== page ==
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The Augusta Chronicle (GA)
April 7, 1998
Author: Robert Pavey Staff Writer
For sheriff’s Investigator Harold Clack, Allen F. Caldwell III’s death during last year’s Masters Tournament was an open-and-shut case. “He had experienced financial, personal and professional disaster in a relatively short span of time, and the situation apparently seemed hopeless and he was helpless to turn the tide of events,” the Columbia County investigator wrote of Mr. Caldwell’s suicide. “Case closed.”
But questions still linger about why the Martinez man – facing consequences of a ticket scalping market gone inexplicably awry – put a shotgun in his mouth last April 11 and pulled the trigger. His death spawned a nationwide debate about black-market ticket sales and the unsavory relationship between brokers and the tournament that some call golf’s greatest event.
Mr. Caldwell, 40, was a partner with Atlanta-based World Golf Hospitality, which sold golf packages – including scalped Masters Tournament admission badges – to wealthy clients. Most components of the golf packages were comparatively easy to arrange: a round of golf at Jones Creek Golf Club in Evans, dining reservations at fine restaurants and a place for ticket-buying clients to stay during Masters Week.
Mr. Caldwell’s role as a ticket broker was to come up with Masters Tournament badges, which he expected to buy for $1,000 to $3,000 apiece. But as spiraling prices last year eventually peaked at $7,000 or more, Augusta National Golf Club patrons and other ticket-holders who promised him their badges sold to other brokers bidding higher prices.
The few available badges cost more to acquire. And soon, the available pool of money – more than $440,000 by World Golf’s accounts – was exhausted. Disaster was imminent. Many of Mr. Caldwell’s influential clients were left badgeless – and angry. Mr. Caldwell’s body, slumped sideways in a chair on a deck behind his home, was found the next morning – April 11.
In the aftermath of his tragic death, Linda Caldwell – his wife of 11 years – told the Columbia County Sheriff’s Office how her husband invested $380,000 in Masters Week events. Mrs. Caldwell, who declined to be interviewed for this article, told police her husband and World Golf planned to rent corporate hospitality tables at their business – the Clubhouse on Washington Road, just outside Augusta National – for $22,000 to $25,000 apiece during the 1997 Masters Tournament.
The 30 available tables had the potential to generate more than $600,000. The problem, according to Investigator Clack’s report, was that – contrary to what officials claimed – only six tables had been sold. Mr. Caldwell had already told his wife their comfortable lifestyle likely could not continue. But his suicide was a complete surprise to his friends.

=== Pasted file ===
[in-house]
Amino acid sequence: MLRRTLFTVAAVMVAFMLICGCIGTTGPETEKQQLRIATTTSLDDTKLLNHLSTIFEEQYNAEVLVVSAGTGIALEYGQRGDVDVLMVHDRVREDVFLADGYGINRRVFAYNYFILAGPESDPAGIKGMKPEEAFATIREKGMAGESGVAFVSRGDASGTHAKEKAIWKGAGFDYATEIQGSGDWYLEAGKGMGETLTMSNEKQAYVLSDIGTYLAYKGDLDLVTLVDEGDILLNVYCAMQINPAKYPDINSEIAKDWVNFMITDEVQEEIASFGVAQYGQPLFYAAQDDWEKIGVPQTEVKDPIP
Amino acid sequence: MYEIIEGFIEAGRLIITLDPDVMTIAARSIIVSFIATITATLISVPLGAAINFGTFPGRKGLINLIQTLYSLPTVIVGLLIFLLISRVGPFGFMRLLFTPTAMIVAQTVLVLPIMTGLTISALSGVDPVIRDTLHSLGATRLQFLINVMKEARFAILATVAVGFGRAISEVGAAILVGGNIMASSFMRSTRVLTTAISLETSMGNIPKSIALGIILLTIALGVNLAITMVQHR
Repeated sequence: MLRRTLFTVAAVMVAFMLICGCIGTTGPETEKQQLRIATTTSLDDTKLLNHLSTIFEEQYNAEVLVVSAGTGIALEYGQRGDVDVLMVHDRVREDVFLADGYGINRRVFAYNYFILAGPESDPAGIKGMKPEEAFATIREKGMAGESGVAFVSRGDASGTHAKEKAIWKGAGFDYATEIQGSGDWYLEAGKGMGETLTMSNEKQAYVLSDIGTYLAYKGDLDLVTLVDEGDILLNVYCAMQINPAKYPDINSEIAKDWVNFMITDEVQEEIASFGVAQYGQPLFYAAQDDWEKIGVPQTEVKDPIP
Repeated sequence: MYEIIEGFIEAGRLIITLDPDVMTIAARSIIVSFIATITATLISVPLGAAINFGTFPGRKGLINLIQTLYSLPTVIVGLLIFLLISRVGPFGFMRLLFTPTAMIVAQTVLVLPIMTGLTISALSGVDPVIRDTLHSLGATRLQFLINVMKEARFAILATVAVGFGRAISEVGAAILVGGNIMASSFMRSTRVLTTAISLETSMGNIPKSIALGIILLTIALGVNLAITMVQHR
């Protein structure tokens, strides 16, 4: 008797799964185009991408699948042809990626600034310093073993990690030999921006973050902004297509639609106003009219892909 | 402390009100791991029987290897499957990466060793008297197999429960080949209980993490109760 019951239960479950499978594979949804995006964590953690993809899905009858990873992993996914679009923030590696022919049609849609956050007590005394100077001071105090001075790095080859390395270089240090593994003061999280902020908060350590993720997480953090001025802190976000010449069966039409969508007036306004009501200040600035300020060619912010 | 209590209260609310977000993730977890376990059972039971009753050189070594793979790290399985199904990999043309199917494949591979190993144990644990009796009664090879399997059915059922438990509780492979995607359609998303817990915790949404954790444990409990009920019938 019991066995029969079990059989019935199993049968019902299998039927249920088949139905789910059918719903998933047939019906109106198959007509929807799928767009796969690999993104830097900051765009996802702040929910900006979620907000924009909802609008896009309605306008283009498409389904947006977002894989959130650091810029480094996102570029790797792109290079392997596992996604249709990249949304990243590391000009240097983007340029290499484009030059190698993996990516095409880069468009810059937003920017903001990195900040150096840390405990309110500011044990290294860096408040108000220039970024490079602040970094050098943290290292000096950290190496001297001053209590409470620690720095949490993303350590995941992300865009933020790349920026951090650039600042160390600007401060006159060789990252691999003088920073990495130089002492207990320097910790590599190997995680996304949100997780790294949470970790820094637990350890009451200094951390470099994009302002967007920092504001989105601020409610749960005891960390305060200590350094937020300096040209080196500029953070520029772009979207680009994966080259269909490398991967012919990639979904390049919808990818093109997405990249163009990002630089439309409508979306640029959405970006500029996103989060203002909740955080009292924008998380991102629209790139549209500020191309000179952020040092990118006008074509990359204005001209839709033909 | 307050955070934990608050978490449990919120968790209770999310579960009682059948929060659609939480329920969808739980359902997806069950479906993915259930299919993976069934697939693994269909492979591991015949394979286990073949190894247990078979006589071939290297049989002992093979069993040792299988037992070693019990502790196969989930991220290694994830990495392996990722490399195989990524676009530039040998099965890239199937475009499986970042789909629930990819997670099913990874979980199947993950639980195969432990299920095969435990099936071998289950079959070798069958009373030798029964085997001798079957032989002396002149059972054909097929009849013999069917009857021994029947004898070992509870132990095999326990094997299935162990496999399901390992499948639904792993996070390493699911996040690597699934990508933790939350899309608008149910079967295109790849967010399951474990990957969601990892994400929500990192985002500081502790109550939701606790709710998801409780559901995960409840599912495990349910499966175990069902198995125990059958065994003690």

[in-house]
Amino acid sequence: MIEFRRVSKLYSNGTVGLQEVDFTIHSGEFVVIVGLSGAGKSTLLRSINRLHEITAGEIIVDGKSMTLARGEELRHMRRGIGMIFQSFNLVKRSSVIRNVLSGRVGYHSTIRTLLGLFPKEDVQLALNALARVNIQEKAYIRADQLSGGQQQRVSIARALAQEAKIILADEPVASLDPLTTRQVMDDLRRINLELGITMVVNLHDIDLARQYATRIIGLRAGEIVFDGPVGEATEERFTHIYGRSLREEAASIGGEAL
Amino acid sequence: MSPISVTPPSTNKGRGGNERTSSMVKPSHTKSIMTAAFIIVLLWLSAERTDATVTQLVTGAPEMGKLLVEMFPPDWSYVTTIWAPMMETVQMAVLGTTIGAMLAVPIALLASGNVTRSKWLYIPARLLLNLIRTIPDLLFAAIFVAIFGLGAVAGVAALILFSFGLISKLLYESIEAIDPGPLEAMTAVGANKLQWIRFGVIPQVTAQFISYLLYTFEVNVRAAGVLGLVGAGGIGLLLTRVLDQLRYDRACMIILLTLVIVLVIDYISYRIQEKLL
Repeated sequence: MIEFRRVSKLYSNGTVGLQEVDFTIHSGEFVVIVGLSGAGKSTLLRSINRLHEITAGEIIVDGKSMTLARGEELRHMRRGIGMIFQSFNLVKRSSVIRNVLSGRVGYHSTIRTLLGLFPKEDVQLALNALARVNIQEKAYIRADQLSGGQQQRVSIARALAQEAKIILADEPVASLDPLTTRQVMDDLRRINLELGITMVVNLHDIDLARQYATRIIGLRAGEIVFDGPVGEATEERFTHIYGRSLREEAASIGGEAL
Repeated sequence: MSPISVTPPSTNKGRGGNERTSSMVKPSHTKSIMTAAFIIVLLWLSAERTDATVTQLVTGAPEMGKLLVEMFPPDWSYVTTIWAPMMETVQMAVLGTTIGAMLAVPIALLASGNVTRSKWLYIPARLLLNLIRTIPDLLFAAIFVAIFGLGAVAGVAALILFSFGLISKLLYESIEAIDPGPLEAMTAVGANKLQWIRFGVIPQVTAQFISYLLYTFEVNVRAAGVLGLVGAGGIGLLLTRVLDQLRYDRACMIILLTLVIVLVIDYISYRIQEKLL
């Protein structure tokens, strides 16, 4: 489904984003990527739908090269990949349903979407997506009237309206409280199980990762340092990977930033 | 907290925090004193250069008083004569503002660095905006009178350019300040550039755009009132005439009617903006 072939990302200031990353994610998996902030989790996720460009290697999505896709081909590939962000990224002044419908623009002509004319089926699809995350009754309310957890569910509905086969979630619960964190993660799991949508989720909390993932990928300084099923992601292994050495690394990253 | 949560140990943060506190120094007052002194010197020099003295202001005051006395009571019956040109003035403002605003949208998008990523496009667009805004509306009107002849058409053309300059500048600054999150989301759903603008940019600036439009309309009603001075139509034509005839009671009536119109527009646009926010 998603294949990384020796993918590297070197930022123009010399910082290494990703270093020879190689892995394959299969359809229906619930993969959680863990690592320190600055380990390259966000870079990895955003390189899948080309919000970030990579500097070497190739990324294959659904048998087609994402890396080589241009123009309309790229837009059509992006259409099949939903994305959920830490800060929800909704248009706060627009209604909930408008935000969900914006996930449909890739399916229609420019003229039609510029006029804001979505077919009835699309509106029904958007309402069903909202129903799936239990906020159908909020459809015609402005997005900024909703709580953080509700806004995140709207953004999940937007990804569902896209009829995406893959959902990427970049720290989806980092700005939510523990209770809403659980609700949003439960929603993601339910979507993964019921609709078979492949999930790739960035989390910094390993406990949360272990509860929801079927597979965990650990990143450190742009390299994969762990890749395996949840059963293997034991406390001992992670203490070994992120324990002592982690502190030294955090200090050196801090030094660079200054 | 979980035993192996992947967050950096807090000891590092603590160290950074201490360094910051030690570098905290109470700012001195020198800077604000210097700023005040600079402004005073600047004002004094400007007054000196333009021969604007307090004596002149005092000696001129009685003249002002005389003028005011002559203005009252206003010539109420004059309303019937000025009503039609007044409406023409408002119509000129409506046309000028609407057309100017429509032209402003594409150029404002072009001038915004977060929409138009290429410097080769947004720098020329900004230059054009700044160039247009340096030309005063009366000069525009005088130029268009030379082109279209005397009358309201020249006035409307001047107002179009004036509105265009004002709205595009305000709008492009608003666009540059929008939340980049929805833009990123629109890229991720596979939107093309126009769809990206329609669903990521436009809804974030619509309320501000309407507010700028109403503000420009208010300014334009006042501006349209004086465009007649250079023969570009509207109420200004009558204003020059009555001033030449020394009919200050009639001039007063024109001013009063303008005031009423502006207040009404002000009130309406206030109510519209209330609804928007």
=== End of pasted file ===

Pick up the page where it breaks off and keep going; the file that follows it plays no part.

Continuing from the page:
During previous Masters Tournaments, Mr. Caldwell – a liquor store owner most months of the year – made money arranging housing, catering, transportation and other amenities besides tickets, his wife told police.
“Mrs. Caldwell stated that some of these people were prominent people and were very demanding,” according to the sheriff’s report. “The rentals had become very stressful – and very expensive – because of the demands made by the patrons.”
Mr. Caldwell, who attended the University of Georgia but did not graduate, also had a family history of depression, according to police reports. At the time of his death, he was taking Prozac to fight depression, which Mrs. Caldwell said was common in the Caldwell family.
His wife told police he had made two visits to a psychiatrist, choosing a therapist in Aiken because “he was afraid someone here may hear of his problem and he would have been embarrassed.”
Months after the suicide, an Indiana company purchased Mrs. Caldwell’s interest in the Clubhouse and related endeavors, said Tim Stoesz, an attorney for World Golf.
“All of us wish Allen hadn’t killed himself,” Mr. Stoesz said. “But it probably would have shaken out the same way even if he hadn’t. We’ve tried to be good corporate citizens, and we want to continue to do business in Augusta.
“We paid (Mr. Caldwell) approximately $440,000, which included payments for maids, catering, drivers, houses and badges,” Mr. Stoesz said. “These were made in a series of payments, the last of which was made April 4, 1997.”
Since last year’s Masters, World Golf has repaid some bills the company thought Mr. Caldwell had paid earlier, Mr. Stoesz said. “We’re trying to do the right thing,” Mr. Stoesz said. “We’re not bad people. We’re honorable people. And we hope, in the long run, people will recognize this and give us a chance.”
World Golf continues its efforts to resolve disappointments that resulted from last year’s Masters and unfulfilled ticket buyers, Mr. Stoesz said. “We got less than half the tickets we ordered,” he said. “We also did not know he had ticket deals with other people. We thought we were the exclusive people involved.” Although World Golf continues its efforts to repair relationships with clients who never received Masters badges last year, some of those clients still have bitter feelings. “We still haven’t been reimbursed for what we spent,” said one executive, who paid top dollar last year for a package that was to include Masters badges. “We’re still waiting.”
Staff Writer Alisa DeMao contributed to this article.